100 years ago a British wizard presented his audience with a new trick. The horrified audience saw the woman’s trick split in two for the first time. PT Selbit was the magician who led a woman into a wooden box with her hands and feet tied. Then he closed the drawer and sawed it in two. Finally he opened the drawer and showed the public that the woman had no injuries. It took place at the Finsbury Park Empire Theater in London on January 17, 1921 and was the stunt that ushered in the era of illusionism.
Details of a magic trick that is still valid
It is known who, where and when he performed the trick they called “sawing a woman”. But where it came from is unknown. There are two versions that tell different stories about it. It is said that it was created in ancient Egypt and the second report that it was first performed in a performance before Pope Pius VII. But no version is certain.
It is a trick that is still valid in the actions of illusionists to this day. But before it reached the present, it went through a few changes that were even bolder than the original. Finally, they used drawers that showed the head, hands and feet of the woman to be mutilated. There were also riskier cases where the woman was cut up without putting her in a drawer.
The Woman Cut in Two was a very successful trick in the 1920s
The trick was very successful, but according to Jim Steinmeyer (magic expert), it wasn’t just because it was ingenious and novel. He believes the trick came at a very specific time. The trend also began that the magician was always accompanied by a woman.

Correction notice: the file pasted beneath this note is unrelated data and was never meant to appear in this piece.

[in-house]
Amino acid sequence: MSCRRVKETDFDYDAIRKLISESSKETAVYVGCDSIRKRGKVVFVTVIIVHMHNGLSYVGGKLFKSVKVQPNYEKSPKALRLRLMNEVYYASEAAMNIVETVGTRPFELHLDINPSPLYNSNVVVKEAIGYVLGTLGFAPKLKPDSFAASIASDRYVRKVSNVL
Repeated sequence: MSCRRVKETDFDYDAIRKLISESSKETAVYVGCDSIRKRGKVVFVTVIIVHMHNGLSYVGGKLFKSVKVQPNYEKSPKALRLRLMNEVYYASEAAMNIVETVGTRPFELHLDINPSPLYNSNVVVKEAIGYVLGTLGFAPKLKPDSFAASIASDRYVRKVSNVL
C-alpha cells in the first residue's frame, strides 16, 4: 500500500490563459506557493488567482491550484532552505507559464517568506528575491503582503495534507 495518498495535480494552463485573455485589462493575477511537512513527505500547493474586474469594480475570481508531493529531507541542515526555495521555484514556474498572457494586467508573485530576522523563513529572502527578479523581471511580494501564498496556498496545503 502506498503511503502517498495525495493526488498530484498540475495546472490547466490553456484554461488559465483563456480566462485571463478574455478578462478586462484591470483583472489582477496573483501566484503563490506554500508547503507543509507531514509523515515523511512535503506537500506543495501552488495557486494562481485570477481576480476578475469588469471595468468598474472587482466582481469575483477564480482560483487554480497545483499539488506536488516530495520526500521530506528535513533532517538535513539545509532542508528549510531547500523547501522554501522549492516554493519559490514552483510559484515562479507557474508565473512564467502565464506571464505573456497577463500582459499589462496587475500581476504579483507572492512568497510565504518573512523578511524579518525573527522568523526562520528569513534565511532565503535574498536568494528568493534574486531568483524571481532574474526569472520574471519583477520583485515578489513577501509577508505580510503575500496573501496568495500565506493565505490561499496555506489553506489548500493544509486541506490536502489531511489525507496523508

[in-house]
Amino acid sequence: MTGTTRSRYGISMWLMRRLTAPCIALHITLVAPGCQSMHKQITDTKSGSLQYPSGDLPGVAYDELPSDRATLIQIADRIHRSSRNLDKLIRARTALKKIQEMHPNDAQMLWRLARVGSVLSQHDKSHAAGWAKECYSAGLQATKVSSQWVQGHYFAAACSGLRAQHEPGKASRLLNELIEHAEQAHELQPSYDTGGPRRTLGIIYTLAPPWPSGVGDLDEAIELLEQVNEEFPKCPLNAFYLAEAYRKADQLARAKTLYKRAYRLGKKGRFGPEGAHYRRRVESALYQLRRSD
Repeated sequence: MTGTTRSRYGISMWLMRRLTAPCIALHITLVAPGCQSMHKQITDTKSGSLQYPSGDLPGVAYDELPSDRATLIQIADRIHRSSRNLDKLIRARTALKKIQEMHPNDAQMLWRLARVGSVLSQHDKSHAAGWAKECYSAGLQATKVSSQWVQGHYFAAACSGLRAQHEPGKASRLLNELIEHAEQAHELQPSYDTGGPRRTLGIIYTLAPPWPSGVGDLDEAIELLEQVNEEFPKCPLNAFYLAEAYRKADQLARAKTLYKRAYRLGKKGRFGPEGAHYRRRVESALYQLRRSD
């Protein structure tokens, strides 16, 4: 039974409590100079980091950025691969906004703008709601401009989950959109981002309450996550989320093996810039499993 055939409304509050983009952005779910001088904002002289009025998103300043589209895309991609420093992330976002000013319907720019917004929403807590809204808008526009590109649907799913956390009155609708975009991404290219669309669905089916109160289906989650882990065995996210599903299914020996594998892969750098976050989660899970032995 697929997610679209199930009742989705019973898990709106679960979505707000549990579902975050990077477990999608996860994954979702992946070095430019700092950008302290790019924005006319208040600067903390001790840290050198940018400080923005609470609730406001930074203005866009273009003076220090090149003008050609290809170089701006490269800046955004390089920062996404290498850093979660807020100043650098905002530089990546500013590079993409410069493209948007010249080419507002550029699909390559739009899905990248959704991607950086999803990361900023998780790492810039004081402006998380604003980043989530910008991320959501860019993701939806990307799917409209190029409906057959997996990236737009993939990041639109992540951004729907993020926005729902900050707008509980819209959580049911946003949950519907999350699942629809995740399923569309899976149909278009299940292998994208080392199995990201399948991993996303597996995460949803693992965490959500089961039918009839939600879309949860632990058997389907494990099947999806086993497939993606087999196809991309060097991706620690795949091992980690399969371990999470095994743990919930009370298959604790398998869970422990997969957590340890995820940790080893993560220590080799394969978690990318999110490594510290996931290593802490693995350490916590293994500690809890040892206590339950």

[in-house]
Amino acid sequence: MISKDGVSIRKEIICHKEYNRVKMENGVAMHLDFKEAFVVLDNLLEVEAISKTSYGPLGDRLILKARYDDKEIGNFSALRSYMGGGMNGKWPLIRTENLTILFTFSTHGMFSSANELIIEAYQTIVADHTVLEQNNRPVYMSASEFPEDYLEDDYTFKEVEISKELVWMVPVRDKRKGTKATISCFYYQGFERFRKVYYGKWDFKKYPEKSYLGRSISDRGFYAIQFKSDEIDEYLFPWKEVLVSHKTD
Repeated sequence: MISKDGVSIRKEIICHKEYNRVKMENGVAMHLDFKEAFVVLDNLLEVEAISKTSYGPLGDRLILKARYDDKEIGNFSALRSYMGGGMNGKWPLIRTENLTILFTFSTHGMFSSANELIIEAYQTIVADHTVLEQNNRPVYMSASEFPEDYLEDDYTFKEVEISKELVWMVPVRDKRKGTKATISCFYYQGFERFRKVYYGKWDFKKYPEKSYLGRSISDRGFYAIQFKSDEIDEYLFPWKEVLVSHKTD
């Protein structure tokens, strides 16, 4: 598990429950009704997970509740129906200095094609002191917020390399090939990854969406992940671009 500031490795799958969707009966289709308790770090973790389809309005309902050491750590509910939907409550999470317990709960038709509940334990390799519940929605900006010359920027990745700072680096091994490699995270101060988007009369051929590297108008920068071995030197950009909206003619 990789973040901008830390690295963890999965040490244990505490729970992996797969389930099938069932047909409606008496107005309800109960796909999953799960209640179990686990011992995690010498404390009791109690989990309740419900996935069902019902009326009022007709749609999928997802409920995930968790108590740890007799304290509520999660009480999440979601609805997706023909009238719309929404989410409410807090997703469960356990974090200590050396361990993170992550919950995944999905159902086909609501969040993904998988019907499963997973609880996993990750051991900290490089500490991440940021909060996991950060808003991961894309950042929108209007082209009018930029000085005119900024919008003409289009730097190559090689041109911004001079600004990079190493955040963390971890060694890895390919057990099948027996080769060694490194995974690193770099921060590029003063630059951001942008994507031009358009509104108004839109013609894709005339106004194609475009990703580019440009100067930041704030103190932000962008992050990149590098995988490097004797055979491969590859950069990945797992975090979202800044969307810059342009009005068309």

The population was mentally unwell because the First World War had just ended. Therefore, he longed for new things. The woman cut in two tricks lived up to people’s expectations. Another group claims the success had to do with a completely different event.
In 1921 in the United Kingdom women were granted the right to vote. However, a large part of the population did not accept this situation. It can be seen that for all of those who agreed to the women’s choice, there was another who enjoyed having a woman cut in half.
The trick was popular, but the wizard was not. Other illusionists have copied the trick and also perfected it. Horace Goldin was a US magician who not only improved the trick but also patented it. This prevented the other magicians from doing the trick in America, including PT Selbit himself.